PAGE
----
Exploring the origins, ethics and future of changemaking

Posts Tagged ‘nursery rhymes’

Do the hokey-pokey, that’s what it’s all about!

In Metaphor on August 27, 2012 at 1:35 am

You put your whole self in

You put your whole self out

You put your whole self in

and you shake it all about

You do the hokey-pokey 

and you turn around

…that’s what it’s all about!

Yesterday I had the amazing good fortune of doing the Hokey-pokey with a group of consenting adults, inspired by Cedar Barstow as part of her Right Use of Power workshop. At the end I laughed both because of the joy and the elegant simplicity of the message. That one little rhyme said more to me than anything else about what it means to be a changemaker (stay with me here).

The journey of doing good often starts by putting part of yourself into something – testing your talents, playing with ideas, exploring the zone. Not long into it though, we find ourselves putting our whole selves into what we do. It is this funny dance of wanting to put our whole self into something, jumping out for survival, only to go back into the zone again.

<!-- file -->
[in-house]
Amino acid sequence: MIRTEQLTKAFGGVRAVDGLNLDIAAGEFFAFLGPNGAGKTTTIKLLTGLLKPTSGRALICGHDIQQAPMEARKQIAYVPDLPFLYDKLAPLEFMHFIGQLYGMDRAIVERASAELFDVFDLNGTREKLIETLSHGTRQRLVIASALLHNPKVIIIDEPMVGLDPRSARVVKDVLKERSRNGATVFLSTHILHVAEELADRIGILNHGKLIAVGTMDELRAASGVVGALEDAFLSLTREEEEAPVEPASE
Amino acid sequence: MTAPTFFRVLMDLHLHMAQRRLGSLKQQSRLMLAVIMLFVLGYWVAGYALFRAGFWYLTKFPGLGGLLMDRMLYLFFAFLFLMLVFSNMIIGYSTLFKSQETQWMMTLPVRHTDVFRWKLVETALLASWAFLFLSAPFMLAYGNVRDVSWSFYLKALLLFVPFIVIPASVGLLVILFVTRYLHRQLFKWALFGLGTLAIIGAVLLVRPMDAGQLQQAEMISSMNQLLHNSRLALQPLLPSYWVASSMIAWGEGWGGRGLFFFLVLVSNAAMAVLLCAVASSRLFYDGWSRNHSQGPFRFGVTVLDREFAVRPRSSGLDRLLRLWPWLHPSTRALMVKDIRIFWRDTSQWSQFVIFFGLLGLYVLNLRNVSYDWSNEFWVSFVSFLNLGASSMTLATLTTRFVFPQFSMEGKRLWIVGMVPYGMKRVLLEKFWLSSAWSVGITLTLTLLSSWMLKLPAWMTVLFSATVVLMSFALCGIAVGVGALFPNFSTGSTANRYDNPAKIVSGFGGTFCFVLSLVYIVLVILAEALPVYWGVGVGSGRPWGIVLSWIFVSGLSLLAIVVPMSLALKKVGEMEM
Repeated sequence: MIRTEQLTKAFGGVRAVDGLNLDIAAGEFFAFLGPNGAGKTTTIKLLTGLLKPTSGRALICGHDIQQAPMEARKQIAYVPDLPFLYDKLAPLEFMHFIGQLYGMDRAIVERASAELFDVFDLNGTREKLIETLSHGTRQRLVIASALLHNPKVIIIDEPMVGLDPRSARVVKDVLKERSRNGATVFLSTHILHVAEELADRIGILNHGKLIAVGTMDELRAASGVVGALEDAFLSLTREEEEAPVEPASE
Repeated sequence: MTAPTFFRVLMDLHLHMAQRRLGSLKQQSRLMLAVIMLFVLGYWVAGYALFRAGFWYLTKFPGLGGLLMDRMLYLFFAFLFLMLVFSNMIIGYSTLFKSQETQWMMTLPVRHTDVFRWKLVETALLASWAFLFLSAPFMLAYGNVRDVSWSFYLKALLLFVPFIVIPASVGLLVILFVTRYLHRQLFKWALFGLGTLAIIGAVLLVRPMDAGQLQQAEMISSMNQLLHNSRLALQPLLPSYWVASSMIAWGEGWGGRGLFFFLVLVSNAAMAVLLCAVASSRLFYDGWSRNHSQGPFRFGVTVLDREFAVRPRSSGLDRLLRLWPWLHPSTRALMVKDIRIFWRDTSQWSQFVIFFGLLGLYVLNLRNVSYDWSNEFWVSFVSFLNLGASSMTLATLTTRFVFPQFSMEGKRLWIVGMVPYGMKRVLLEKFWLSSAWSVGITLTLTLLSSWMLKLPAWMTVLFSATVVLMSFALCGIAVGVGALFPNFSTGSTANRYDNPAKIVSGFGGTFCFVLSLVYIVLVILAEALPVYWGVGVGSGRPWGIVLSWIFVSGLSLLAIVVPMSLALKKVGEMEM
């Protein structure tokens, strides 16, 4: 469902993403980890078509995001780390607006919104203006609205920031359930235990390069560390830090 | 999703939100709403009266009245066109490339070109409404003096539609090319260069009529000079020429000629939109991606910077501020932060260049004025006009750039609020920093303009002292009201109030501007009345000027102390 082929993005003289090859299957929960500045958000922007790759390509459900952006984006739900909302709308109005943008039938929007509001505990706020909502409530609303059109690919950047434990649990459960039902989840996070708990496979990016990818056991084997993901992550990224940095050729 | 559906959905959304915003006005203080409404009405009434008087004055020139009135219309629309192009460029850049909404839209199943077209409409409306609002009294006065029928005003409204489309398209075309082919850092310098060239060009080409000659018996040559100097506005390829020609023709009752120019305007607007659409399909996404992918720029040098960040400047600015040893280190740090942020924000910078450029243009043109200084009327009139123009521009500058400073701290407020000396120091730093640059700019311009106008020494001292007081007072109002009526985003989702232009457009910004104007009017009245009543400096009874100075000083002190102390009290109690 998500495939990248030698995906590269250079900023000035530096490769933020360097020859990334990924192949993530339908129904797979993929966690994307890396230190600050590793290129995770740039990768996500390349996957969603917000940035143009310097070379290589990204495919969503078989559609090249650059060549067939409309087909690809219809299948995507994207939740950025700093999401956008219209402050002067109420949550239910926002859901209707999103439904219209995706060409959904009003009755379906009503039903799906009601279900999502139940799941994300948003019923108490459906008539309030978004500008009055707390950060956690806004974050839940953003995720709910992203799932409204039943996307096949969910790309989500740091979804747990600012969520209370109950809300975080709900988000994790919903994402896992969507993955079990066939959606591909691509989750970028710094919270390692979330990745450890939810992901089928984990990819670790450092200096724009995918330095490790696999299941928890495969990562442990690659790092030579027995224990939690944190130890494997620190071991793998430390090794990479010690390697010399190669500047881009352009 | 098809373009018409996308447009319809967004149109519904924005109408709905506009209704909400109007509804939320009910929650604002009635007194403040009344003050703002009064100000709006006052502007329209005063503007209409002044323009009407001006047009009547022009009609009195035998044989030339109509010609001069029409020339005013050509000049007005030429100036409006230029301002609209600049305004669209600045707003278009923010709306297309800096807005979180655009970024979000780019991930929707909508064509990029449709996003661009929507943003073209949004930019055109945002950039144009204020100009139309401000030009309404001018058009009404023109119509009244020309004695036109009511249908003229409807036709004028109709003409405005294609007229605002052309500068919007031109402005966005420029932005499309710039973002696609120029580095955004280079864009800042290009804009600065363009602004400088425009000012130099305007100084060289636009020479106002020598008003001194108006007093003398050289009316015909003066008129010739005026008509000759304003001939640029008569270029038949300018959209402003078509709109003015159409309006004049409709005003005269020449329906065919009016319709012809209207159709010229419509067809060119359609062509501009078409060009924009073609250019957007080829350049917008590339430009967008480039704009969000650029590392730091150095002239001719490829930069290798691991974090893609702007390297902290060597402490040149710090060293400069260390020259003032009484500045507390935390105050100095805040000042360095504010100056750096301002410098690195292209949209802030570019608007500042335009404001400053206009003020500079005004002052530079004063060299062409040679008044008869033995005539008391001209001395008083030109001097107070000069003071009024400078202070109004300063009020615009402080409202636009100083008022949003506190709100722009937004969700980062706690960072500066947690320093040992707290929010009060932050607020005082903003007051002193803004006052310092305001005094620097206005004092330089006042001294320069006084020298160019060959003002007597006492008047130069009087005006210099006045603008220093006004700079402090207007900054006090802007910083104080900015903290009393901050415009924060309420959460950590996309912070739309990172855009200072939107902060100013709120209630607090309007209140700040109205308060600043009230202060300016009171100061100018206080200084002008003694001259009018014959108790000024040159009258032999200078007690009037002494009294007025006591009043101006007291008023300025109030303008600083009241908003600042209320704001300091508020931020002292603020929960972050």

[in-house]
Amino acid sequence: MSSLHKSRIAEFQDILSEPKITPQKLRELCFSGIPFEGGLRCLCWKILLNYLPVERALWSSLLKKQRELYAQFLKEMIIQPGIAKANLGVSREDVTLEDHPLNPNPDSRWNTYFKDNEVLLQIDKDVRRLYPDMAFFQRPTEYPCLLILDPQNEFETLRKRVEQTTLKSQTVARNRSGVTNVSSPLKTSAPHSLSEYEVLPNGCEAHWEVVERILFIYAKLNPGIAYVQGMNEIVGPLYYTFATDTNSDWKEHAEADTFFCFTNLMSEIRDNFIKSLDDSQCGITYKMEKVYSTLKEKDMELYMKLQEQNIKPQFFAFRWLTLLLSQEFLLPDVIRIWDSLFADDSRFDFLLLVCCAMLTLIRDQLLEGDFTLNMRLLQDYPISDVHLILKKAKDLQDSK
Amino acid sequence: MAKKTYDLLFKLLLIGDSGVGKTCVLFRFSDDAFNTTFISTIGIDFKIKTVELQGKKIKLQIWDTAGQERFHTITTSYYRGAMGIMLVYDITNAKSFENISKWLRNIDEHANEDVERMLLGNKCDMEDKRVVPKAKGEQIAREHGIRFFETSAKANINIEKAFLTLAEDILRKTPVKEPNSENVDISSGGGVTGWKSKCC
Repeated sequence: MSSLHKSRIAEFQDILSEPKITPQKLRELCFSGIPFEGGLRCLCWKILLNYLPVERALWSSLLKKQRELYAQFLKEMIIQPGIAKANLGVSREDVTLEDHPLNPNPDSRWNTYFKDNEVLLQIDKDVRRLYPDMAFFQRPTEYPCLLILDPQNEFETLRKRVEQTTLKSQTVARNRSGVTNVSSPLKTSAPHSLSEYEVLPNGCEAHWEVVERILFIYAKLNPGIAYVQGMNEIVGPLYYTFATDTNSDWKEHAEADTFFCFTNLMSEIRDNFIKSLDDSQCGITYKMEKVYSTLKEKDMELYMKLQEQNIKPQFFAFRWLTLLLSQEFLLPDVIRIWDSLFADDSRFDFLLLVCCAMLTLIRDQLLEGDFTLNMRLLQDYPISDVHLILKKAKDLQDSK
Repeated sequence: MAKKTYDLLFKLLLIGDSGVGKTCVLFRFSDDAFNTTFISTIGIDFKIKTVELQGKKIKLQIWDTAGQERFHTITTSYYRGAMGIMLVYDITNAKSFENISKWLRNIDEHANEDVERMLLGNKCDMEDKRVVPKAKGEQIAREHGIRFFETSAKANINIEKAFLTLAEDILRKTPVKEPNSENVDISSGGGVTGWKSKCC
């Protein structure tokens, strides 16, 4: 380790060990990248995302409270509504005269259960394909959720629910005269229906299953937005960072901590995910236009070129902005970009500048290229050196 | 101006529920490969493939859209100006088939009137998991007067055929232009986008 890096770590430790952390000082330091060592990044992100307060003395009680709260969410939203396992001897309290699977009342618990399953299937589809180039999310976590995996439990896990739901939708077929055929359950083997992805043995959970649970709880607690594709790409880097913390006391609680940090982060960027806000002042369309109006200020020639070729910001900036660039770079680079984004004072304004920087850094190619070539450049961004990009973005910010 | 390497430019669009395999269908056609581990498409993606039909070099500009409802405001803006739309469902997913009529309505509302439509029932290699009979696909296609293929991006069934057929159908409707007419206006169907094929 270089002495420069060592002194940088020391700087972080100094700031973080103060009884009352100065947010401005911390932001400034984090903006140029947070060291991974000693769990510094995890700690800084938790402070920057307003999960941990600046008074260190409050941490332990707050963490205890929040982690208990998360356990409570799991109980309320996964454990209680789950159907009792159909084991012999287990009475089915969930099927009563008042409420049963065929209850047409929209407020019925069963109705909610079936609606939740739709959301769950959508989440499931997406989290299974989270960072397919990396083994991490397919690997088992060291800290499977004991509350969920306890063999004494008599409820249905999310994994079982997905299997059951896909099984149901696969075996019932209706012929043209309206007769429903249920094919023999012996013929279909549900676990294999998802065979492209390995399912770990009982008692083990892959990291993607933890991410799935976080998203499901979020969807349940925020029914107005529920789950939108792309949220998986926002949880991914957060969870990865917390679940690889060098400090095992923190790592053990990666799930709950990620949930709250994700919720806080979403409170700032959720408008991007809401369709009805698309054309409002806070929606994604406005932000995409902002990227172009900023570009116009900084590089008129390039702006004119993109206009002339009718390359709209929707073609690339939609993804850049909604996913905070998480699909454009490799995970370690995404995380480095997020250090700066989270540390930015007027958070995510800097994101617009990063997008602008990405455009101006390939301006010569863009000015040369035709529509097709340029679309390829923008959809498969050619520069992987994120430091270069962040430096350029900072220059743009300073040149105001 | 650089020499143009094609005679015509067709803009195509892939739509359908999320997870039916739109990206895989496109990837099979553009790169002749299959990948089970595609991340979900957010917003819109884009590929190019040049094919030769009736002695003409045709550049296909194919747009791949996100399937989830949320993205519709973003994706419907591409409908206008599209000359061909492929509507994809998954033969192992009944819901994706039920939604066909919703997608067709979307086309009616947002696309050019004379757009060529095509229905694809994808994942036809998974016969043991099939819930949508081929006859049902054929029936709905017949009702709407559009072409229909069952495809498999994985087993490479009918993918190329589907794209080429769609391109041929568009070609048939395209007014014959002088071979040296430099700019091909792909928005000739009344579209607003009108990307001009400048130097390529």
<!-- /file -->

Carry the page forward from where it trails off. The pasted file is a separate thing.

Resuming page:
It is like a dance that repeats in a circular motion, and we keep going back for more.
The origins of the hokey-pokey are contested. In the UK it is regarded a traditional song, now in the trust of the collective consciousness to shape and give new meaning. Writing this from Colorado, I am trepidatious as here the rhyme is owned by Sony. I wonder whether I can give new meaning to our cultural stories when the collective consciousness is owned by the corporate monolith. I will take a risk.

The hokey-pokey is said to have different meanings and origins. The one that I will expand on is that it derives from the words Read the rest of this entry »